Stinginess is perhaps the oddest of the subjects chosen to characterize the Scots since the Scots are notoriously generous even when they have had nothing. Highland hospitality could not be further from any concept of miserliness. So this as a topic for humor seems totally bizarre. After reading a draft of this article, Tom Doran reminded me of Woody Allen joke about “a terrible taxi cab crash in which 30 Scotsmen were killed” "being mean" is a web page about Scottish jokes says that “A Scottish newspaper reported that ‘Two taxis collided last night. Three people were seriously injured. The other twenty-two escaped with cuts and bruises.’”
Although not overtly stated it is clear that the passengers were Scots.
Another (below) can be found on a web page called Funny Humor by Joke Buddha:From Scotland
Hot 4 months ago
More can be found on a Scotland’s Vacation web page called “The ‘Thrifty’ Scot”. The page at least has the statement at the beginning:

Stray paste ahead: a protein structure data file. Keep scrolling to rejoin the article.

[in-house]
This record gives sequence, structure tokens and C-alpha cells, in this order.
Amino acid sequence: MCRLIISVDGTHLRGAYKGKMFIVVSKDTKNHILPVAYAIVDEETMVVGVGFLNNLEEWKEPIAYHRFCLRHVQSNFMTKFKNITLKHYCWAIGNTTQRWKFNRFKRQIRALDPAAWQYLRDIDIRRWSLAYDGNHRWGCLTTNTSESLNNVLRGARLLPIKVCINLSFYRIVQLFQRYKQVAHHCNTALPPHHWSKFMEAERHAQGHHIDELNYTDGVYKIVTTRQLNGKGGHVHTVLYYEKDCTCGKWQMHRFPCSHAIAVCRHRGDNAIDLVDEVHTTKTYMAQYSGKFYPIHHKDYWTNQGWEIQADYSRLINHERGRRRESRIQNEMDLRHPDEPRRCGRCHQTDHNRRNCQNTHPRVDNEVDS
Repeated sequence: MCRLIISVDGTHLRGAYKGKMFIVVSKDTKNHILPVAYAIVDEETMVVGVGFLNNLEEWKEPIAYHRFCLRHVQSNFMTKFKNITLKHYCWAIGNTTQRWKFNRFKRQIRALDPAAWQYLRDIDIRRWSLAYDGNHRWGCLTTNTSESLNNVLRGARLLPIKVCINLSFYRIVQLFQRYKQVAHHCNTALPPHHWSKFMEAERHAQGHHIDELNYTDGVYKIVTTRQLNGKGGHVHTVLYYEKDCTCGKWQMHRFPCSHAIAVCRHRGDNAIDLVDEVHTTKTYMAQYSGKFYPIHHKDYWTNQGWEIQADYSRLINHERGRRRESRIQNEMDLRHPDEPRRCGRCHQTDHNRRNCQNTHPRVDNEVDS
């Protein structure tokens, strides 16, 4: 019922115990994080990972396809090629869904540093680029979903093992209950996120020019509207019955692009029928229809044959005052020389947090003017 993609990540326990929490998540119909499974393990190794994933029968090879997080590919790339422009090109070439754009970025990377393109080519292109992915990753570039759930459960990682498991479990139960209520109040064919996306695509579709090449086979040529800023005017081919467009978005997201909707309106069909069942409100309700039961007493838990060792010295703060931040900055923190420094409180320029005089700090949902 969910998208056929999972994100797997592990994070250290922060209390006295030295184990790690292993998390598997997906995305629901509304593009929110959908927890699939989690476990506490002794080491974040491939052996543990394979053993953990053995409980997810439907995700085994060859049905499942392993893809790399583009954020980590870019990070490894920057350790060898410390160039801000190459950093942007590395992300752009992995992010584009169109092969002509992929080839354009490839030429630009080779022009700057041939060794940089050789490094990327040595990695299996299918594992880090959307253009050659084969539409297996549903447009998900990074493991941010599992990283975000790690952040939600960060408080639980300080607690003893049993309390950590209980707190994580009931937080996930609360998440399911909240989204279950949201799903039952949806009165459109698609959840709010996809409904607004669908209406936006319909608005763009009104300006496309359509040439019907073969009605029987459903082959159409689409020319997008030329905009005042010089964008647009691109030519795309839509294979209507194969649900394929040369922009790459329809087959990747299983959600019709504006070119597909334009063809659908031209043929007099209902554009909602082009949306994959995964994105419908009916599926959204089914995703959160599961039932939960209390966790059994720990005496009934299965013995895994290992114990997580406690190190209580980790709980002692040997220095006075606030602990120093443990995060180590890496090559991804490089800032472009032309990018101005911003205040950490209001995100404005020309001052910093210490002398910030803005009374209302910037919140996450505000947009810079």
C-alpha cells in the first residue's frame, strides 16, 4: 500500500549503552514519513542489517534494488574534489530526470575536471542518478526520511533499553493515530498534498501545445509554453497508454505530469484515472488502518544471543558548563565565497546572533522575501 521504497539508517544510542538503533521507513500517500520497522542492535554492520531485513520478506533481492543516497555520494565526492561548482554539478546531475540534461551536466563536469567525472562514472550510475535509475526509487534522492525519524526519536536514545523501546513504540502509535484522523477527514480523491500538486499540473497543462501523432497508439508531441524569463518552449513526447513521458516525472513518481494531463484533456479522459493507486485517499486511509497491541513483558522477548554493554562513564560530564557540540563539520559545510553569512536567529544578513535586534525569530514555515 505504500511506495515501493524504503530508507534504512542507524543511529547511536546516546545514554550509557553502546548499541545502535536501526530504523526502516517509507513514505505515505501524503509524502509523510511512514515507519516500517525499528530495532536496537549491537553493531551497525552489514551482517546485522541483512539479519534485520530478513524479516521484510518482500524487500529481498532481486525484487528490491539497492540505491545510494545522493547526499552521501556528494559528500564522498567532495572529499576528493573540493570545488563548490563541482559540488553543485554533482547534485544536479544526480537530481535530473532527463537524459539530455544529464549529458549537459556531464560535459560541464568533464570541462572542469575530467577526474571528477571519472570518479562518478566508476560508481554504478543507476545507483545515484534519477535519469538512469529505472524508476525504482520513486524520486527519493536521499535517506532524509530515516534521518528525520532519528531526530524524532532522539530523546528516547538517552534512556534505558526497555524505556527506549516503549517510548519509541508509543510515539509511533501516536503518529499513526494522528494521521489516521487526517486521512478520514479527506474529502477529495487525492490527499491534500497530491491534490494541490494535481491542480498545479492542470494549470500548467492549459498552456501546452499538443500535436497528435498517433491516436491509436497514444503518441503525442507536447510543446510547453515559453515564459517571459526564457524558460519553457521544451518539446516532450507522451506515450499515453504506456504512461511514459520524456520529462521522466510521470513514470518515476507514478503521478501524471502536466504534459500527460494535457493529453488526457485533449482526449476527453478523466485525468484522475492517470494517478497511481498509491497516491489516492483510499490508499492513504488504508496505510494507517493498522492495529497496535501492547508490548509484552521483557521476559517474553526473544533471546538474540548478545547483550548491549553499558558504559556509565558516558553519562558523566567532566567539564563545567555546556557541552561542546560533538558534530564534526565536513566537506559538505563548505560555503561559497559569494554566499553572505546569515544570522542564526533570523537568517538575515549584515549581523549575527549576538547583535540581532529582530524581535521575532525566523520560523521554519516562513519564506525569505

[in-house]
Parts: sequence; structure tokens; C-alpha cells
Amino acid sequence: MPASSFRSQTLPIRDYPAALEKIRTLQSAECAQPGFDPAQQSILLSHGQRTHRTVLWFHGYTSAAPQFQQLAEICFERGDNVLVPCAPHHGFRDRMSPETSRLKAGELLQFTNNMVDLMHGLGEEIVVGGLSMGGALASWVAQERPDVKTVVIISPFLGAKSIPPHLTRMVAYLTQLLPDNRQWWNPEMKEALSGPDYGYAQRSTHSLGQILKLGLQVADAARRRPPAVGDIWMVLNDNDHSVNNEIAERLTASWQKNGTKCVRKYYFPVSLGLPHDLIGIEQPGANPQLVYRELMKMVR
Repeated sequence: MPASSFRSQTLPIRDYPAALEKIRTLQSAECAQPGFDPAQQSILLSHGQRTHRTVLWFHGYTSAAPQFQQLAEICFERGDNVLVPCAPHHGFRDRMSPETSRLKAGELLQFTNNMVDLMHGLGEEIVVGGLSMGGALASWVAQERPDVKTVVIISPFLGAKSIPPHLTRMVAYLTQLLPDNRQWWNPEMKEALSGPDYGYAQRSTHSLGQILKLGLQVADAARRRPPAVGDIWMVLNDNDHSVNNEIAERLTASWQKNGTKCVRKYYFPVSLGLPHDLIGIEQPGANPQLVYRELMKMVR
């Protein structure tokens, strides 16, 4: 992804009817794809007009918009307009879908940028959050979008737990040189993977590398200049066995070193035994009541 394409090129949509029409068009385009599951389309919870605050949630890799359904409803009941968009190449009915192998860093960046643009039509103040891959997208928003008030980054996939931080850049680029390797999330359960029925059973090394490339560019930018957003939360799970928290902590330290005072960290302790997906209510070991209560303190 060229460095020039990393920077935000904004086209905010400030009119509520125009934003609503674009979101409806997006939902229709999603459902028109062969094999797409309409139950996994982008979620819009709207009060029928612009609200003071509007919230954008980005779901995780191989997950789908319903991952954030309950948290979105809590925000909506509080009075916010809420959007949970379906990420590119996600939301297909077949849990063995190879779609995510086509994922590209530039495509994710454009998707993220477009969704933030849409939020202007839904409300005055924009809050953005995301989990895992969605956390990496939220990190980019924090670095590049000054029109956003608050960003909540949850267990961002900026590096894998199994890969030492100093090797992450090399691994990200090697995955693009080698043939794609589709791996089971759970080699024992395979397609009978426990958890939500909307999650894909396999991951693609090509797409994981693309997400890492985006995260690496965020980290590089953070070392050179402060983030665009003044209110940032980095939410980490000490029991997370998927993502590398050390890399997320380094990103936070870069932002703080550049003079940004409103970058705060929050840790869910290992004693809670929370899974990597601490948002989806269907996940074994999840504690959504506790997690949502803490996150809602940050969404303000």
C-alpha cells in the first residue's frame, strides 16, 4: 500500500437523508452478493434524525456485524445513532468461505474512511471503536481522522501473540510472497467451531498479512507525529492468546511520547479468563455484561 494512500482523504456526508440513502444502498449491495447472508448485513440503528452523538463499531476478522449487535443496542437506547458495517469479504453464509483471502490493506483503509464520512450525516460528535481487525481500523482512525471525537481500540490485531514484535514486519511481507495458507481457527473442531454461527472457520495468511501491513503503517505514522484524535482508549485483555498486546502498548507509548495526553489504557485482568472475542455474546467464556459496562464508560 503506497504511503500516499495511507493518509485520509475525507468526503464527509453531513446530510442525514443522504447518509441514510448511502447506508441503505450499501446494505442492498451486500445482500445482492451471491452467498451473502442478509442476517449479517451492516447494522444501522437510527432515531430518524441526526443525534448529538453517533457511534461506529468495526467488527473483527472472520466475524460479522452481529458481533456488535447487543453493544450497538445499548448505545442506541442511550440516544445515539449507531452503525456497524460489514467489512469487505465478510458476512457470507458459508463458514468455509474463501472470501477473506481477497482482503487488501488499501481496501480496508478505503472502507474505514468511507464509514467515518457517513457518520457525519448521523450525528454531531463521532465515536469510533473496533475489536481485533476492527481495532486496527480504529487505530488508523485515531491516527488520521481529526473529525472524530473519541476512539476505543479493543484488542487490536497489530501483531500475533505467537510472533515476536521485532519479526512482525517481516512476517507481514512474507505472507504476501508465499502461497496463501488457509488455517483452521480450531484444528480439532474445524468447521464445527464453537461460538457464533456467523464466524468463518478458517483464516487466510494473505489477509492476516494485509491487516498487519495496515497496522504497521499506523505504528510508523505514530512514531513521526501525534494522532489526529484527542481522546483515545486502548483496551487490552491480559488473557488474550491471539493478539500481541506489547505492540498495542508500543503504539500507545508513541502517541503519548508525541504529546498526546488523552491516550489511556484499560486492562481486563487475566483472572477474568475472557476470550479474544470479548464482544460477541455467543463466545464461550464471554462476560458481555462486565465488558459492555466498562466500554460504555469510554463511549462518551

Rather than list them, here is the web page.
At some level one wonders that while the Scots may have the ability to laugh at themselves – just what is it Scots are laughing at? Is it the joke, or the idea that people think the Scots as like that?
Additionally, like the Inuit/Eskimos who often laugh at a disaster after it is passed, the jokes constitute a relief for many of terrible times gone by. The humor would lie in a sense in the relief of something difficult and hard to bear. It reflects the memory of the Scots, who like many people who have been in poverty, of a time when they had to be frugal, rather than stingy. One can reflect on the line in the Archer’s film I Know Where I’m Going where one of the characters points out the Scots “…aren’t poor, they just have no money”. This occurs after several of the Islanders comment that a rich Englishman who has taken over one of the islands has built himself a swimming pool and is importing salmon. This mystifies them since he has the whole ocean to swim in and salmon virtually at his door step in the same waters. Is this reasonable or extravagant spending and a waste? Do people make jokes about people who spend a great deal of money unnecessarily? Jackie Gleason, in one of the Honeymooners episodes thinks he has come into a great deal of money and finds later he did not – even though he has spent it wildly. He says “When I had it I knew how to spend it”! “Spendthrift” may be a word in English which implies exorbitant spending, but there are few if any jokes about “spendthrifts”.